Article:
“Primary odors, the Hennings prism, and Amoore’s stereochemical theory.”
The cardinal difficulty in working on the stimulation and perception of the
chemical senses has always been our inability to characterize the odorous stimulus. While stimuli for sight and hearing can be characterized in terms of frequency and intensity, and those for touch in terms of pressure and temperature, there are no recognized terms of reference for smell and taste.
By analogy with vision that divides colors into red, green and blue, is there a theory that can describe odors in a more general way? Unfortunately, there is no universal agreement on such a general theory that would be sufficient to describe the relationship between odors and odorous qualities. This limits the development of qualification and quantification of odorant properties.
There are about 1000 genes in the olfactory gene family, so humans may possess up to 1000 types of odorant receptors. It is accepted that a scent with one or a group of odors is perceived by a specific group of olfactory receptors .
A preliminary rationale for the characterization of odors would seem to be their classification, and several schemes for resolving multiple odors we know have been proposed; the best known are those of Zwaardemaker and Henning. Zwaardemaker (1895) suggested that all odors could be housed in nine classes, namely ethereal, aromatic, balsamic, ambrosial, garlicky, empyreumatic, caprylic, repulsive, and nauseating; each of the nine the classes had two or more subdivisions, e.g., the balsamic class was subdivided into (a) floral, (b) violet, and (c) vanilla and coumarin. Henning (1916),after careful analysis, suggested that all odors were based on six fundamental odor groups, namely spicy, floral, fruity, resinous, burnt, and repulsive, although two or three of these primary odors could be present together in one odor.
Perhaps the leading theory of odor perception is John Amoore’s stereochemical theory, which the scientist published in 1963 in “Nature,” which relates odor quality to molecular form and describes the concept of a primary odor. John Amoore divided odors based on their perceived quality, molecular structure, and the fact that some people, called anosmics, have difficulty smelling one or the other group.
The categories that J. Amoore described were pungent, floral, musky, earthy, ethereal, camphor, peppermint, ether, and putrid, and these are still used to describe odors, to study the cellular mechanisms of olfactory transduction, and to discuss the central representation of olfactory information.
It is now generally accepted that the sense of smell operates on the basis of a limited number of distinct “primary odors” , which combined in different proportions provide the enormous range of recognizable odors.
AMOORE, J. Stereochemical Theory of Olfaction. Nature 199, 912–913 (1963)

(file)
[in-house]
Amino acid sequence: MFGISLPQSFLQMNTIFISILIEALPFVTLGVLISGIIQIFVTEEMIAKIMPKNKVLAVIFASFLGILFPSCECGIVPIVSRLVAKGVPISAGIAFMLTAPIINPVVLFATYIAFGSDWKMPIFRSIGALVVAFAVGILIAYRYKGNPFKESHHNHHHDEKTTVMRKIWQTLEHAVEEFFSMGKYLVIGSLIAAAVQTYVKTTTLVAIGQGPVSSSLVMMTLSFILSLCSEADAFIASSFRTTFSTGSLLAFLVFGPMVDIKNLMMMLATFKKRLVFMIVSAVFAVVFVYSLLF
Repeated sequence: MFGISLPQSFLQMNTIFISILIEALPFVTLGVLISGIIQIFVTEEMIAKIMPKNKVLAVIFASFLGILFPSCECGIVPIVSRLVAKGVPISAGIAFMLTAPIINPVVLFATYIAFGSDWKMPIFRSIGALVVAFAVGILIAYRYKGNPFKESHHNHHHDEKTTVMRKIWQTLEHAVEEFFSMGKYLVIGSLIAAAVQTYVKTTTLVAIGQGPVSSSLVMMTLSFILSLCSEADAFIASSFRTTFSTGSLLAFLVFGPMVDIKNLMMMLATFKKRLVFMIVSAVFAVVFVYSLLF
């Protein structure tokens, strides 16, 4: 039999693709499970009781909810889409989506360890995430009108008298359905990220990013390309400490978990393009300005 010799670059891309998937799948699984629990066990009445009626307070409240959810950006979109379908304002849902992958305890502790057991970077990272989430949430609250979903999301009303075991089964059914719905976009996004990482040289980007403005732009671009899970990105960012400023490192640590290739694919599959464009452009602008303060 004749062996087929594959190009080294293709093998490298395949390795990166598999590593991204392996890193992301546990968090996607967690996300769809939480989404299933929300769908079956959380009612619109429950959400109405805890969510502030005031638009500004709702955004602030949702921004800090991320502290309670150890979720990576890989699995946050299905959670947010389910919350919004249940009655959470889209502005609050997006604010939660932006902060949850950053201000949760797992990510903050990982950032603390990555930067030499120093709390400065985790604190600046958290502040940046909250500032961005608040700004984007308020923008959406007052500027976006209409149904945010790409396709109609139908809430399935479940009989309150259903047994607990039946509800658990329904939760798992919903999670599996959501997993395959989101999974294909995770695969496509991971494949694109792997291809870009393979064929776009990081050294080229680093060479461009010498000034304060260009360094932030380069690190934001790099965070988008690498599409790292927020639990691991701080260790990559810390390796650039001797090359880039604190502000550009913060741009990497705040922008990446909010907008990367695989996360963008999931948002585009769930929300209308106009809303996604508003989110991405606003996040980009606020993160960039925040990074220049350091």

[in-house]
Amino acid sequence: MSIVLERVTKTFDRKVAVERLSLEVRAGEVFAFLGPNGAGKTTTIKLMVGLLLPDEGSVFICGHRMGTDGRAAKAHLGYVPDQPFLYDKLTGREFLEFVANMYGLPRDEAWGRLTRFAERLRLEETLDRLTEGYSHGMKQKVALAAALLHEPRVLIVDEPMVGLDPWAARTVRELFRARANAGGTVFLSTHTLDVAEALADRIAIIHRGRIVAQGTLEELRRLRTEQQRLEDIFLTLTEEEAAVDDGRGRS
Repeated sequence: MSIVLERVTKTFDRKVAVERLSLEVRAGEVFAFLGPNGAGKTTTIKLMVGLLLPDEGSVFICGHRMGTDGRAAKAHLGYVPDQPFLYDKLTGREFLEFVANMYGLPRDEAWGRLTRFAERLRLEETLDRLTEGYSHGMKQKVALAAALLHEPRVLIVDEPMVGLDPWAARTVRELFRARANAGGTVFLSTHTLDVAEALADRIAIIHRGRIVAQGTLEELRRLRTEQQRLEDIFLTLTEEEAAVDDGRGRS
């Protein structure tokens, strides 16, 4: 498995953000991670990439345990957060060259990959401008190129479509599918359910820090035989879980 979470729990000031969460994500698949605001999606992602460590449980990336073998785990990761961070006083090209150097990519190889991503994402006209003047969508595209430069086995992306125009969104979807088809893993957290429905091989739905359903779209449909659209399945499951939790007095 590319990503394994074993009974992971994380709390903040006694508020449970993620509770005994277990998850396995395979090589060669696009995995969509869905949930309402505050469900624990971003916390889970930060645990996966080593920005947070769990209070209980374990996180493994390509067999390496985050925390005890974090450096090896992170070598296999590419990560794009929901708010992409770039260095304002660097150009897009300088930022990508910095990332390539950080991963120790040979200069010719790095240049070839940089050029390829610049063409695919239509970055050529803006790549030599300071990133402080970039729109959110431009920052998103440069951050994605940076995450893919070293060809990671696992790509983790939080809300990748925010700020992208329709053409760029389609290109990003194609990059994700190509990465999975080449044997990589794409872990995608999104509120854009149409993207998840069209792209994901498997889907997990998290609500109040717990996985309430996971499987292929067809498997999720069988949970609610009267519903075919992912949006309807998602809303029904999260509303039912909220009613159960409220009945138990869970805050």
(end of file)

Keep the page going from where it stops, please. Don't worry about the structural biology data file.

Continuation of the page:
Research on Smell
Since the early 19th century, scientists have worked to unravel the mystery of the sense of smell.The sense of smell is critical to the survival of species throughout the animal kingdom. However, how the brain processes and identifies odors – and how this information affects behavior – remains, in large part, an enigma.
To help solve this mystery and advance our broader understanding of the brain, the National Science Foundation (NSF) has awarded more than $15 million to three research projects on the complexity of olfaction. These awards support 17 researchers who have combined innovative ideas from multiple disciplines into collaborative projects, all designed to transform scientists’ understanding of the neural coding of smell.
“Olfaction is an important and tractable problem in neuroscience,” said James Olds, deputy director of the Directorate of Biological Sciences. “By using the olfactory system, which is an ancient system, as a model for neural circuitry, we can gain an understanding of the fundamental principles underlying neural activity and complex behaviors.”
The awards expand NSF’s investment in the President’s BRAIN Initiative. They are funded by NSF’s Directorates of Biological Sciences and Mathematical and Physical Sciences (MPS). “The inclusion of physical and mathematical methods in this research will prove invaluable,” said Krastan B. Blagoev, program director for the Physics of Living Systems in MPS. “The fusion of biology with physics and mathematics adds an important new dimension to the study of biological processes, allowing us to explore biological mechanisms at the most basic molecular level in a quantitative and predictive manner.”
Analysis of the mammalian olfactory code: The mammalian olfactory sense is truly amazing. It can rapidly discriminate among thousands of odors and analyze different odors into complex olfactory combinations. This project will investigate the process of odor recognition, focusing on how the basic features of odor perception – odor identity and valence, which is the behavioral meaning attached to an odor – are encoded in the brain. The principal investigators are: Hiroaki Matsunami, Duke University; Sriram Kosuri, University of California, Los Angeles; Dale Wachowiak, University of Utah; Marcelo Magnasco, Rockefeller University; Vladimir Itskov, Pennsylvania State University; and Lisa Stowers, Scripps Research Institute.